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Recruiters have a bias problem. A 2017 meta study from Northwestern, Harvard, and the Institute of Social Research in Norway found that hiring prejudice against black candidates hasn’t changed in the last 25 years, and that Latinos have only seen a “moderate” drop. It is not just races and ethnicities that employers are discriminating against — according to a recent paper authored by Harvard and Stanford researchers, women earn 78 cents on the dollar compared to men and are less likely to advance to the top of their fields.

The solution, Caitlin MacGregor says, is artificial intelligence. She’s the CEO and founder of Waterloo, Ontario-based, a hiring platform that emphasizes “raw talent,” as opposed to skills and knowledge. According to Plum, hiring managers make conclusions based on an applicant’s name in 0.2 seconds and decide the outcome of an interview in 10 seconds, which can lead to hires that have a 46 percent chance of failing or leaving within 18 months.

Plum today announced features aimed at streamlining candidate searches. Match Rings lets hiring managers quickly compare applicants side by side, and Talent Re-Discovery allows HR departments to search through every would-be employee who has applied for a job at the company. Also new are collaborative features that make it easier for hiring managers and recruiters to fine-tune role requirements for a given job.

In the context of Plum, “talent” refers to characteristics like work ethic, teamwork, leadership, and consistency — things MacGregor claims are innately human and aren’t subject to bias. “We’re building a consistent new dataset that helps businesses hire better-quality people,” she told VentureBeat in a phone interview. “Our system finds people that never would have been discovered through a traditional hiring process.”


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Above: The hiring screen.

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Unlike most recruitment tools, Plum doesn’t parse cover letters or CVs for keywords and GPAs. Instead, its machine learning algorithms draw on a database of 24 trillion data points built with the help of in-house psychology experts.

“When you look at [most] AI solutions, they take readily available public data [from] resumes and social media … and look at past patterns,” MacGregor said. She explains that Plum measures a candidate’s potential — separate from the job they’re applying to — and matches them “with the environment that will allow them to be the best versions of themselves. It’s diversity by design.”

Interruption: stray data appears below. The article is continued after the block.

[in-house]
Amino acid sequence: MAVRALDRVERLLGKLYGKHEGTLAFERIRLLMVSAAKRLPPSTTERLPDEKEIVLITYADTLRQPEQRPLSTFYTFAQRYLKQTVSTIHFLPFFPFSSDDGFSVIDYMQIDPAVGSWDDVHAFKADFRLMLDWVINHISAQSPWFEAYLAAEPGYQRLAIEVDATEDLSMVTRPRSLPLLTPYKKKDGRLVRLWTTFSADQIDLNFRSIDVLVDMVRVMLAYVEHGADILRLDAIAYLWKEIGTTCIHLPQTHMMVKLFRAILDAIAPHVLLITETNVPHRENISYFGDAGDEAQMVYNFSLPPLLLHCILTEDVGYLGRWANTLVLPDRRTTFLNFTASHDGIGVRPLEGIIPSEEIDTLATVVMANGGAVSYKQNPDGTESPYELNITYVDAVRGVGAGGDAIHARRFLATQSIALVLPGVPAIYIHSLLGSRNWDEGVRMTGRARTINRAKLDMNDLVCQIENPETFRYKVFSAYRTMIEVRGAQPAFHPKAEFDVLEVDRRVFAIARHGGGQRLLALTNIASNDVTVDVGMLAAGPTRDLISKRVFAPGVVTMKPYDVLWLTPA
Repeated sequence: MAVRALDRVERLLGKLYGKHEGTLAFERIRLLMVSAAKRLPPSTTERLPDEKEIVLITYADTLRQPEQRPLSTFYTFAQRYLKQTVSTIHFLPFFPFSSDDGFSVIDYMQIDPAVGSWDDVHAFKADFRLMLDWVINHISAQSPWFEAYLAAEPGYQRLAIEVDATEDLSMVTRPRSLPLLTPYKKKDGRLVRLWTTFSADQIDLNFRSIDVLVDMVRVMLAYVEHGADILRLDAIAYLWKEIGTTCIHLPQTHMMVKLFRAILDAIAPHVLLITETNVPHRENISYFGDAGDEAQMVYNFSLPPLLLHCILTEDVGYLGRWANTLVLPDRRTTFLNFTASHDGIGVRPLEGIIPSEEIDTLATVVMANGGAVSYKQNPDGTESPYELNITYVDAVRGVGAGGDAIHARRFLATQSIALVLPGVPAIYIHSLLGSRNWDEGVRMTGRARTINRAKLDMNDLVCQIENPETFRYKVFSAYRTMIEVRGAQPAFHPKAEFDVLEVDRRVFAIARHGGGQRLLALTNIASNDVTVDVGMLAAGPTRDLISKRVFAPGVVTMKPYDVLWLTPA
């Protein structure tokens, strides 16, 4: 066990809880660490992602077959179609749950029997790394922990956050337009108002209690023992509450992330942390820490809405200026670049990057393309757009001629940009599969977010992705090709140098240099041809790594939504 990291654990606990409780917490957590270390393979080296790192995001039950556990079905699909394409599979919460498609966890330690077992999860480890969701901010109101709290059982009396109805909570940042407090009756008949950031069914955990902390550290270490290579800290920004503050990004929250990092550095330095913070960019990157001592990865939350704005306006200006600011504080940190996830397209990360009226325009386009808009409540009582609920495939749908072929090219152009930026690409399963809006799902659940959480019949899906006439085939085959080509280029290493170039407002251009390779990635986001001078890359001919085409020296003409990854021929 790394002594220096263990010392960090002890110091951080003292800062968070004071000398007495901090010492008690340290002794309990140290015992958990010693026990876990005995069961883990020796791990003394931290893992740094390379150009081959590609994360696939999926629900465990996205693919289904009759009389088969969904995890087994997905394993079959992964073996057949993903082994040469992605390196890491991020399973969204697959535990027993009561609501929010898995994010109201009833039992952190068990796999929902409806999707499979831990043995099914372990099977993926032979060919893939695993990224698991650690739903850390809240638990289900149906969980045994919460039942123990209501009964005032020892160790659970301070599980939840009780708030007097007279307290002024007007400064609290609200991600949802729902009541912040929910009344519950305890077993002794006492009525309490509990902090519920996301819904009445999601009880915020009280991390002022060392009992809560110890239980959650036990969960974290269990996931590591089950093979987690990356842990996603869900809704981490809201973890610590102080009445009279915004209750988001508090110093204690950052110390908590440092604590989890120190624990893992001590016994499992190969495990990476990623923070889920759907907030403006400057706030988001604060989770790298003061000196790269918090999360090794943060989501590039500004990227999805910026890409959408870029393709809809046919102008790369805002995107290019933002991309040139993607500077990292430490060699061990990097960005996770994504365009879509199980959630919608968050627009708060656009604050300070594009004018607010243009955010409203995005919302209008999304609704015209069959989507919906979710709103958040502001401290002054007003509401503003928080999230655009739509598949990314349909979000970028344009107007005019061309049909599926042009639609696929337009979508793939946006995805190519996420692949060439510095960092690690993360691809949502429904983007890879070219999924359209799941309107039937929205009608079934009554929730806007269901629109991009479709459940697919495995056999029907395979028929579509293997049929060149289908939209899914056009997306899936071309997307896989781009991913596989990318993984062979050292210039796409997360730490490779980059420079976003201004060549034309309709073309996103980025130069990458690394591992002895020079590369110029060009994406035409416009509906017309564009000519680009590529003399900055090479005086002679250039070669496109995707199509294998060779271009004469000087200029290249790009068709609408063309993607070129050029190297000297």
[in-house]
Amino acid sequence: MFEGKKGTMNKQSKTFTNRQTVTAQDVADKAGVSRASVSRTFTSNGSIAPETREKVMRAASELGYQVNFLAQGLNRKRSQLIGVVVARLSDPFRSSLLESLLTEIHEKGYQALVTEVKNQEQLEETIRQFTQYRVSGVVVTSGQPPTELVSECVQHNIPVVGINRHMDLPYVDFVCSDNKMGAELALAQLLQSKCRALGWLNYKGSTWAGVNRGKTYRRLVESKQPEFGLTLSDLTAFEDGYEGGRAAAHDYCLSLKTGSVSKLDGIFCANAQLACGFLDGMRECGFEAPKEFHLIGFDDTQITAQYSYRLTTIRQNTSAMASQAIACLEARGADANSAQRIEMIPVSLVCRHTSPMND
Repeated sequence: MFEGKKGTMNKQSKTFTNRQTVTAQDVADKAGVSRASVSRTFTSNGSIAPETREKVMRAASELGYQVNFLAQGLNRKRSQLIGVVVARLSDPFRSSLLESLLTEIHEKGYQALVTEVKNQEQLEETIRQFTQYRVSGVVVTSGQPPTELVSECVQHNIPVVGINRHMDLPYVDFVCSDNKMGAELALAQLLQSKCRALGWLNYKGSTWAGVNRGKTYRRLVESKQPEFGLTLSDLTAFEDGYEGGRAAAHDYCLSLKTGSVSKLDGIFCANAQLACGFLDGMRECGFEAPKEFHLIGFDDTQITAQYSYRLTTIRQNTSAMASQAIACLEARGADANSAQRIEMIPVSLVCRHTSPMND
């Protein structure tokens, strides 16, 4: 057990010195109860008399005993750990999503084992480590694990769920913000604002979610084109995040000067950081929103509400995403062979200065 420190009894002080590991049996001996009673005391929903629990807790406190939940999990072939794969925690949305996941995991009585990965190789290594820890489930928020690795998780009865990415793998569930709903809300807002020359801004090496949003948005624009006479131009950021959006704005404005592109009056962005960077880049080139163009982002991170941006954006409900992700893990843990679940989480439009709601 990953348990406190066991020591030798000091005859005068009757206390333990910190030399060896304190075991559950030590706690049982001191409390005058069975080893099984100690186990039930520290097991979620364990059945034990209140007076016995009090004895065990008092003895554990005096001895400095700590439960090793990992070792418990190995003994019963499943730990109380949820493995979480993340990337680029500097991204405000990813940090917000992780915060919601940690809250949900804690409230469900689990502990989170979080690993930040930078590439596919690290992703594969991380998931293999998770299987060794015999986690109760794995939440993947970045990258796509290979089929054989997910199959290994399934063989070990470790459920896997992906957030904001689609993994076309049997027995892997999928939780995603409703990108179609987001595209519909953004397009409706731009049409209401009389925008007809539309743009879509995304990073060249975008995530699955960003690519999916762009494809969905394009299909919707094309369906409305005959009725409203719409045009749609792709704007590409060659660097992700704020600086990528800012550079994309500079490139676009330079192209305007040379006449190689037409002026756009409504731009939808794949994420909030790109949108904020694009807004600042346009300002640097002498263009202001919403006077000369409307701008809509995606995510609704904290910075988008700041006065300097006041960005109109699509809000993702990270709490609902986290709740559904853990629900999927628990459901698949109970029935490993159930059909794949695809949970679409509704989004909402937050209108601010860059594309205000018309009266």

First, recruiters complete a six-minute survey that helps Plum identify the core competencies for that particular role. Then, would-be employees fill out a 25-minute problem-solving and personality test in Plum that awards points for “talents” like adaptation (the ability to adjust to changes in the workplace), communication (conveying ideas effectively), embracing diversity (understanding others’ perspectives), and innovation (coming up with novel solutions). Each talent translates to roughly a dozen descriptors, like “persisting through ambiguity and change” and “operating effectively in stressful situations,” the subscores of which contribute to an overall Plum Match score.

Recruiters see applicants ranked by their Plum Match score in a summary view, along with highlights such as “great ability to persuade” and “extraordinary decision-making skills” — a model that MacGregor said is ideal for roles with evolving, and sometimes nebulous, requirements.

Above: The sub-scores that contribute to the Plum Match score.

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“It helps companies ensure that they’re hiring for the skills of the future,” she said.

The results speak for themselves., a nonprofit organization based in Toronto, Canada, was able to reduce the number of interviews it conducted by 88 percent with Plum’s recruitment tools. And WestBay, a Florida-based home building services provider, cut new-hire turnover in its construction department and the time managers spent reviewing resumes by 43 and 37 percent, respectively.

MacGregor, citing internal validation studies, says that Plum’s job seeker profiles reflect candidates 4 times more accurately than a resume would.

But Plum’s tools aren’t just helpful in hiring. They can provide insight into a company’s culture, with graphs that illustrate gaps between cultural dimensions that management values (i.e., “commitment” and “achievement”) and the current workforce. It will even show how the executive team compares to managers and individual contributors and flag potential areas for improvement.

Plum charges by hires, based on a number that its clients agree to at the outset. To date, the company has raised $1.9 million in funding.

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